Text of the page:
Understanding Couple Migration towards Core and Peripheral Regions: The Role of Men's and Women's Education

Niels Kooiman , Statistics Netherlands
Marjolijn Das, Statistics Netherlands

Numerous studies have demonstrated that men’s educational profiles dominate couple migration decisions, however, most of these investigated the USA context or were conducted in the previous century. This study examines the role of both partners’ educational attainments in couple long-distance migration in recent years in a new context, the Netherlands. The Netherlands is one of the countries in which women surpass men in educational attainment. We take a geographical perspective and test Costa and Kahn’s (2000) hypothesis that power couples – two partners with a university degree - are more likely than other couples to migrate towards metropolitan areas with dense labour markets in order to solve their “colocation problem”. Data are derived from the Dutch Labour Force Survey between 2006 and 2015. The research population consists of all opposite-sex married and unmarried couples aged 18-45 (N=90,314 couples). Linking the respondents to integral register data enabled us to track all couples until three years after the interview date. Results show that both men’s and women’s human capital increases migration propensities, although effect sizes are small. Among dual-earners, the effect disappears when corrected for migration propensity of the couples’ occupations. We found some signs that men’s careers are still attributed more weight in couple migration decision-making. In contrast to Costa and Kahn’s hypothesis, power couples are not more likely than other couples to migrate towards metropolitan areas. Hence, the concentration of power couples in the Dutch metropolitan areas mainly stems from highly educated single young urban adults who migrated there individually.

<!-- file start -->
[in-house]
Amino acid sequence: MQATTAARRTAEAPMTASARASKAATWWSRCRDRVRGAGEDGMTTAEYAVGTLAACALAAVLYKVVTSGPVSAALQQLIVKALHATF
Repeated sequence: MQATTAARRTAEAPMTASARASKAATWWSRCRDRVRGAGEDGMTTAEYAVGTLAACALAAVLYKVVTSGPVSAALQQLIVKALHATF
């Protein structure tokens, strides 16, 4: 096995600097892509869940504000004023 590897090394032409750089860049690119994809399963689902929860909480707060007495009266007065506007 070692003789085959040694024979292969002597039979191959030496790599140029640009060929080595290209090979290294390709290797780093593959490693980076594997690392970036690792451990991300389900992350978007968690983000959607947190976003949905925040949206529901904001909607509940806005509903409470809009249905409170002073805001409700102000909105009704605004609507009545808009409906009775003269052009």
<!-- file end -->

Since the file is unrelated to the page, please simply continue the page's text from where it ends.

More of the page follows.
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 Presented in Session 41. Internal migration and family dynamics